4 male in the parking lot, and where the thief was also a Black male, the defense had a good argument that the identification was unreliable. But that argument must be made to the jury; not to the trial court in a pre-trial suppression motion. Here, with the dropping of the baseball bat as the officer approached and defendant carrying the just-stolen amplifiers at 3:00 in the morning, there was more than enough evidence to corroborate Blandon s identification. But the point here is that the reliability of any specific evidence is typically a jury issue with outright suppression of the evidence before trial being appropriate only when there is some governmental (i.e., law enforcement) involvement in the setting up of the circumstances. So how to you avoid such suggestiveness when you, as a law enforcement officer, purposely set up a single-person curbstone lineup? You don t. But you can offset it by informing the witness that they are not to assume anything merely because you have a person detained, and that they should feel free to say so if they can t identify him, or if they re not sure. With this type of an admonishment, I ve never had a problem getting a pre-trial curbstone lineup identification into evidence. Warrantless Searches of a Vehicle s SDM with Probable Cause: Warrantless Searches of Vehicles as the Instrumentality of the Crime: Vehicles and Expectation of Privacy: People v. Diaz (Feb. 6, 2013) 213 Cal.App.4 th 743 Rule: The warrantless search of a vehicle s sensing diagnostic module, upon the vehicle being involved in a vehicular manslaughter, is lawful and not in violation of an expectation of privacy. The vehicle itself may be searched without a warrant based upon probable cause and as the instrumentality of the crime. Facts: Defendant and her boyfriend, Zachary Palumbo, did some heavy drinking at a bar in Riverside County. At around midnight, when they were ready to leave, Palumbo, a former police officer, recognized that defendant was too intoxicated to drive. However, she refused to give him her keys so Palumbo walked home by himself. Defendant drove off alone in her Chevrolet Tahoe truck, heading south on Knabe Street, in Corona. Driving at between 84 and 77 miles per hour in a 50 mph speed zone, defendant swerved over into the north bound lanes, hitting a Honda Accord head on. The driver of the Honda, 18-year-old Rachel Elliot, was killed. CHP Officer Jack Penneau arrived at the accident scene minutes later and contacted defendant. The officer noted a strong odor of alcohol on defendant s breath, bloodshot eyes, and slurred speech. After performing poorly on a field sobriety test, defendant was arrested. A later blood test showed that she had a blood/alcohol level of.23% at the time of the accident. Defendant s truck was impounded. Officers of the CHP s MAIT ( Multidisciplinary Accident Investigation Team ) supervised the inspection of defendant s Tahoe. While basically taking the car apart, the condition of defendant s vehicle was examined (e.g., acceleration, braking, steering, and suspension), determining that, at least before the accident, it had been in good working condition. As a part of this inspection, but more than a year after the accident, the information contained in the vehicle s Event Data Recorder (or EDR, which is a part of the vehicle s Sensing Diagnostic Module, or SDM ) was downloaded. To download the data from the SDM, the investigators had to go under the 4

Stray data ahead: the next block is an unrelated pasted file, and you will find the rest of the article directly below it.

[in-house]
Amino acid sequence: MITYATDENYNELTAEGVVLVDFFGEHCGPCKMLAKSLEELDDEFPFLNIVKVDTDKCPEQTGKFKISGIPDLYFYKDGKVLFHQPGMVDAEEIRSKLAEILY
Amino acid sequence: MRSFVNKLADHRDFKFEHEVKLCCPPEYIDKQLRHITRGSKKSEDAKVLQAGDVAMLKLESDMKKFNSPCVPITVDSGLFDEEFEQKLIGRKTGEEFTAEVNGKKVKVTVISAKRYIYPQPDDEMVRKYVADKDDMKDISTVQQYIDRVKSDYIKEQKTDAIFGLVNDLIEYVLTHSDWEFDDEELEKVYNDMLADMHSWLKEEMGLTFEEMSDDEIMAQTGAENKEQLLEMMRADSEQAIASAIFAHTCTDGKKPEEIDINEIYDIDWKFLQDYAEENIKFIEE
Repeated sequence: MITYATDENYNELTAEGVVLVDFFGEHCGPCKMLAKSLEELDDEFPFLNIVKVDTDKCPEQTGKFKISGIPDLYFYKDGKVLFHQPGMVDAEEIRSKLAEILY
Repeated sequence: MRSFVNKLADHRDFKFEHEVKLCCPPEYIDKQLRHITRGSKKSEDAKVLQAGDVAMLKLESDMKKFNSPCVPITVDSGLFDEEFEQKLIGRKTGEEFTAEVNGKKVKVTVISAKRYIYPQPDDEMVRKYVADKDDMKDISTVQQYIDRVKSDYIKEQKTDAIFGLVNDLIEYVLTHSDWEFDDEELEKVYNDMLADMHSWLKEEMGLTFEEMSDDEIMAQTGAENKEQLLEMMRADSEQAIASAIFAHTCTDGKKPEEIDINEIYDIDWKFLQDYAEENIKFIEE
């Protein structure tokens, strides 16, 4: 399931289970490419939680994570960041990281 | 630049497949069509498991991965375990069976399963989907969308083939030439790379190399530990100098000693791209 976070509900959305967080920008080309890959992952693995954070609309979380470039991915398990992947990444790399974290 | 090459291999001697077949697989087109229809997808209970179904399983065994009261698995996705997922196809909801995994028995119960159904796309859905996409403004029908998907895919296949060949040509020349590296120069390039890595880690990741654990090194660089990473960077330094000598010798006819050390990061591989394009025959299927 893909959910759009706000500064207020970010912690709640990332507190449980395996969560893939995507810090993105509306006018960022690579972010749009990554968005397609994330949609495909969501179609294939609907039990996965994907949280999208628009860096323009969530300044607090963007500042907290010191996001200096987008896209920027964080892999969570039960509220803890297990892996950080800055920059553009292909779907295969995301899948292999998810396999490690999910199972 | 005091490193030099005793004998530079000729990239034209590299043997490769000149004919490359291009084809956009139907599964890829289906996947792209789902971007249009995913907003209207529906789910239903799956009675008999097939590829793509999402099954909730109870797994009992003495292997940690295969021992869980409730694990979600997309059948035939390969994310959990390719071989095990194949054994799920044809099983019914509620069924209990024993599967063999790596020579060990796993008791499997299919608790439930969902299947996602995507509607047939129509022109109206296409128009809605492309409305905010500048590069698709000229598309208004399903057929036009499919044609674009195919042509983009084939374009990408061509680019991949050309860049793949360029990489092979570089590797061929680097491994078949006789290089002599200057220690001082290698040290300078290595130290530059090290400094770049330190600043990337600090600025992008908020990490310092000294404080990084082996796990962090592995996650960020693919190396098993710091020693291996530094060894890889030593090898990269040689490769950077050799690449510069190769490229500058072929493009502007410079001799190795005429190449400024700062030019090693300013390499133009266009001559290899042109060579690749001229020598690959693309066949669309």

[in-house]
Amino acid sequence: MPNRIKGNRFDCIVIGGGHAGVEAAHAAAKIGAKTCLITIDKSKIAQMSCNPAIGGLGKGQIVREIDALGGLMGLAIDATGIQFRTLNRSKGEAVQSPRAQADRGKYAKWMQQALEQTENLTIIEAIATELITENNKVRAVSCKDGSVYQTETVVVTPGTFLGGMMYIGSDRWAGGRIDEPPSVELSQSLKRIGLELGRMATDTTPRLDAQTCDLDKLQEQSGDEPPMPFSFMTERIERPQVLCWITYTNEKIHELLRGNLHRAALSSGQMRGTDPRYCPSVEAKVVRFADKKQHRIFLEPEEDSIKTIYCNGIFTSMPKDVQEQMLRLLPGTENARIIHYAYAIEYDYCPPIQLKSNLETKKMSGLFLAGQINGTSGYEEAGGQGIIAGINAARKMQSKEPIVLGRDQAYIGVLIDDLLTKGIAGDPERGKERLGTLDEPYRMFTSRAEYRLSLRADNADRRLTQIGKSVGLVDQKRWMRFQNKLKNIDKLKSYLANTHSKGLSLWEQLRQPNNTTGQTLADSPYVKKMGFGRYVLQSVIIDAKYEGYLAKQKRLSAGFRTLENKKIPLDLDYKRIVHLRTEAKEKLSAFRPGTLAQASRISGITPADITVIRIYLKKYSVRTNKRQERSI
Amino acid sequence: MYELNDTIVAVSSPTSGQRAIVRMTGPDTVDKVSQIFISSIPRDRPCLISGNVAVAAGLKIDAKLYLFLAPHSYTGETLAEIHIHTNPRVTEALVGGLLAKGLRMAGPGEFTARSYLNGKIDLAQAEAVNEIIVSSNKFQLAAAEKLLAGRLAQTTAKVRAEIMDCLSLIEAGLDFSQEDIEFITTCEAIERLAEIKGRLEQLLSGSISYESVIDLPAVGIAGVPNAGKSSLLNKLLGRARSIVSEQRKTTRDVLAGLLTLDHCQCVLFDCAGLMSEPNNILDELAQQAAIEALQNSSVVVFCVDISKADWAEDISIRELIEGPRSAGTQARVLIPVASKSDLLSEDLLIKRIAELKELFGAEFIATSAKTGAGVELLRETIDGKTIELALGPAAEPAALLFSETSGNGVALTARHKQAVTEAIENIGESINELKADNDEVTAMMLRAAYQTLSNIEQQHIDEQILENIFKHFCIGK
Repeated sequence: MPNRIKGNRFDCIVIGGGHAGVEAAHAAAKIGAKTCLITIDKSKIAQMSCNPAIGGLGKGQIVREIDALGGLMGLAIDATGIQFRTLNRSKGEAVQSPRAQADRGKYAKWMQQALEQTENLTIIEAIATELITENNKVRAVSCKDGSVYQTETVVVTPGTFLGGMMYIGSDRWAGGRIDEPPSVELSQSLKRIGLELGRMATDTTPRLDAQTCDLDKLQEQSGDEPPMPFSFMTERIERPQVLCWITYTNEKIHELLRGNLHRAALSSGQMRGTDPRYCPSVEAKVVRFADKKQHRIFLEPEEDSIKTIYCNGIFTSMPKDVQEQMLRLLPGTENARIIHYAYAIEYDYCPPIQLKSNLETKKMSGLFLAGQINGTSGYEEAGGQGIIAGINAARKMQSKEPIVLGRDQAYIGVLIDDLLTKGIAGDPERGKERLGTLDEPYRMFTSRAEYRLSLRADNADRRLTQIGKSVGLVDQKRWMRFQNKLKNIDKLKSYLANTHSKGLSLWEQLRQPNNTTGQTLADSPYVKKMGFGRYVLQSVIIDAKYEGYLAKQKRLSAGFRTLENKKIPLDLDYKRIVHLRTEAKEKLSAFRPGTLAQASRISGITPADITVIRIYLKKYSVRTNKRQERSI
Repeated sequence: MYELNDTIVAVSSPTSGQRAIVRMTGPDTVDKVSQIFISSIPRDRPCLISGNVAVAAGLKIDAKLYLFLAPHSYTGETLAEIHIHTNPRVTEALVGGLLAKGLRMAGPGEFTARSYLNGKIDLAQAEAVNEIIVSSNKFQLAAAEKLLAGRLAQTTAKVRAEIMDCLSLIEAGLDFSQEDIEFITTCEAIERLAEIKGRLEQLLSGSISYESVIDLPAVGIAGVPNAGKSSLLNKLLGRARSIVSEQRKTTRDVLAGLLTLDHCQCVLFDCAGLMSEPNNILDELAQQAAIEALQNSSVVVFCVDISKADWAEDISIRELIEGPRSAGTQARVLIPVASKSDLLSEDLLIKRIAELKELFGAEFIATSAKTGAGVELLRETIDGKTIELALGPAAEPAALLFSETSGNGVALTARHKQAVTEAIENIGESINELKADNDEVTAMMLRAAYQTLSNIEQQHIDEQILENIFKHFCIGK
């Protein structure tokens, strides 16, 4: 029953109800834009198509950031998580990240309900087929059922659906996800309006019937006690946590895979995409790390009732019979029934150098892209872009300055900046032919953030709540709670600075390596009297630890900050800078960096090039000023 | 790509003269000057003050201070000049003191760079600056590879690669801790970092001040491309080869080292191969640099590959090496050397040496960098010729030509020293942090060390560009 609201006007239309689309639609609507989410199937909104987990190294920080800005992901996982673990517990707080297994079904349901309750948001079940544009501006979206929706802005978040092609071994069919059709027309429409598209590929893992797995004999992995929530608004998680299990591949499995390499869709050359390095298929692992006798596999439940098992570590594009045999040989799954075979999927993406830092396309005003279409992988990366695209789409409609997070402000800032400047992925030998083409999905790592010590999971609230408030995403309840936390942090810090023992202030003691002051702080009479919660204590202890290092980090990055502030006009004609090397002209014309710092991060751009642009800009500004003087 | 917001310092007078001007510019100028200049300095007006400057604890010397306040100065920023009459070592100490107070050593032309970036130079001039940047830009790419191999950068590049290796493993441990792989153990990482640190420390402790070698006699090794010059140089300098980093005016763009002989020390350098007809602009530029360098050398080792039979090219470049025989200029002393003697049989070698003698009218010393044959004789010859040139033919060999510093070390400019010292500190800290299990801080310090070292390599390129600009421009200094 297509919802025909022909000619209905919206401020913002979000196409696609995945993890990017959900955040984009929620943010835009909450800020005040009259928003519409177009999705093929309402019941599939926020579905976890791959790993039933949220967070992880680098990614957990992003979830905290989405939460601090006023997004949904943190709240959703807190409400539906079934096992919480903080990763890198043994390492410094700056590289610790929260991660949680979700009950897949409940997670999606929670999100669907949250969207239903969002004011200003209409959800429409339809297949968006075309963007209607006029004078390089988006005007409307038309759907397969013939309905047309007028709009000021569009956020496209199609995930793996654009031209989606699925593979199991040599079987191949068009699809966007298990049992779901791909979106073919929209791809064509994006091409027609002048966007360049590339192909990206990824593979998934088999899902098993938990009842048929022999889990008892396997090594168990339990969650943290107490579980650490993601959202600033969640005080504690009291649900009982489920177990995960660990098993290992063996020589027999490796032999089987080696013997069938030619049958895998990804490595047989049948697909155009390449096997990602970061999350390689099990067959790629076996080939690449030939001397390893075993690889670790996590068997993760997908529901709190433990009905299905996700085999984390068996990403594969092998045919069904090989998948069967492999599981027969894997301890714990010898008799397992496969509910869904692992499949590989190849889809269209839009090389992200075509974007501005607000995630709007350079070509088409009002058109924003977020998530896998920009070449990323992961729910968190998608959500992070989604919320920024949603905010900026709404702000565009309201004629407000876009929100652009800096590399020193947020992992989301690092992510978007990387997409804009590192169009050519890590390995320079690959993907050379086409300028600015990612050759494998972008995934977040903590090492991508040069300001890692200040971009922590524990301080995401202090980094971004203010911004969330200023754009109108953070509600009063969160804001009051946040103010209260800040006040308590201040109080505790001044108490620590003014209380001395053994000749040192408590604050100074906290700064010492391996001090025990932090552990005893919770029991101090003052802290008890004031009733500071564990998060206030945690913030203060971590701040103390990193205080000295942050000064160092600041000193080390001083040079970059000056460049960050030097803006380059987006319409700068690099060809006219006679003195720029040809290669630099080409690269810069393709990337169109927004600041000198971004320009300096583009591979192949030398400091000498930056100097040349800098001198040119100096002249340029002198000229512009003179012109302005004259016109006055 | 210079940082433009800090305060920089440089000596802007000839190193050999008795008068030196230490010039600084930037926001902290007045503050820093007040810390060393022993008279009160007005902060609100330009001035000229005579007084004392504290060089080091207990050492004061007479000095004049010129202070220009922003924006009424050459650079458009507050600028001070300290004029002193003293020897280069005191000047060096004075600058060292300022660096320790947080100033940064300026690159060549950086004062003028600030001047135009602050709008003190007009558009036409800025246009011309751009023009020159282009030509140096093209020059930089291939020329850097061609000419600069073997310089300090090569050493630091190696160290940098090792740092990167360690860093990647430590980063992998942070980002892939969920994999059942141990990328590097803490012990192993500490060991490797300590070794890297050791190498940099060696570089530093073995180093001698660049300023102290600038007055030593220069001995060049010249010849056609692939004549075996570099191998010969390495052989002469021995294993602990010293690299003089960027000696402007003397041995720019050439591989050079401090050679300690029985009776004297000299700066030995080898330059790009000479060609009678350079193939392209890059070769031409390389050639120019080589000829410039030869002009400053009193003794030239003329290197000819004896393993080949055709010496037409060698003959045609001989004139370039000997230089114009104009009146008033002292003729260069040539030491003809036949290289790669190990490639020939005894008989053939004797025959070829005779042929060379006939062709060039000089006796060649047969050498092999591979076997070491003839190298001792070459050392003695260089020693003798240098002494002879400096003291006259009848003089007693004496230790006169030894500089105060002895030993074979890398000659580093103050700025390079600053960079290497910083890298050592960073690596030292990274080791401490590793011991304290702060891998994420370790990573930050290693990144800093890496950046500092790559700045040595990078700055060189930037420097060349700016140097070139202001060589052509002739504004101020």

5 driver s seat and cut through the carpet. Interpreting the data from the EDR, the officers were able to determine defendant s speed five seconds before the accident (84 mph), and up until the point of impact (77 mph). It was also noted that she never attempted to apply her brakes during this last five seconds before the collision. After being extradited from Mexico, where she d fled to avoid prosecution, defendant filed a motion to suppress the contents of her vehicle s SDM. Defendant s motion was denied. A jury eventually convicted her of involuntary manslaughter (P.C. 192(b)), as a lesser included offense to an alleged second degree murder charge, and vehicular manslaughter with gross negligence while intoxicated (P.C (a)). Sentenced to 10 years in prison, defendant appealed. Held: The Fourth District Court of Appeal (Div. 2) affirmed. Defendant s argument on appeal was that the warrantless search of her vehicle and the seizure and downloading of the data from her vehicle s SDM was illegal. Specifically, while conceding that her car was lawfully in the custody of the police and that the officers had probable cause to access the data in the SDM, defendant contended that she had a reasonable expectation of privacy in the contents of the SDM and that seizing that information without a search warrant violated the Fourth Amendment. The Court disagreed. Under the case law, when probable cause exists to believe that a car contains relevant evidence of a crime at the time the car comes into police custody, it may be searched without a warrant to the same extent a magistrate could have authorized. With probable cause to believe that the SDM contained evidence of her speed and braking two things that are always relevant in determining the causes of a collision no search warrant was needed to retrieve that information. A second legal justification for conducting a warrantless search of a vehicle is when the vehicle itself is the instrumentality of the crime, as opposed to merely being a container of evidence. Here, with evidence showing that defendant was driving while under the influence of alcohol, during which she violated several traffic infractions, directly causing a head on collision with another vehicle and killing the driver of that other vehicle, defendant s vehicle was the instrumentality of her crimes. Lastly, the Court noted that a person is entitled to Fourth Amendment protection only when, by her conduct, (1) she has exhibited an actual expectation of privacy and, under the circumstances, (2) the person s subjective expectation of privacy is one that society recognizes as reasonable. It has long been recognized that vehicles have a diminished expectation of privacy. In this case, the Court found that defendant did not have any expectation of privacy in the data contained in the SDM; i.e., the vehicle s speed and braking. There is no expectation of privacy in one s speed on a public highway in that speed may readily be observed and measured through other methods (e.g., radar, pacing, estimation). Also, when braking, one s brake lights are visible to anyone within view. The MAIT team s accident reconstruction experts already had a good idea of defendant s speed and whether or not she applied her brakes based upon the existing physical evidence, even before accessing the SDM data. Also, the data recovered from the SDM wasn t anything in which defendant had an expectation of privacy. For these reasons, no warrant was necessary to download the data in the SDM in defendant s vehicle. Note: The Court also mentioned that V.C requires law enforcement to obtain a court order (with limited exceptions, including consent, not applicable here) before 5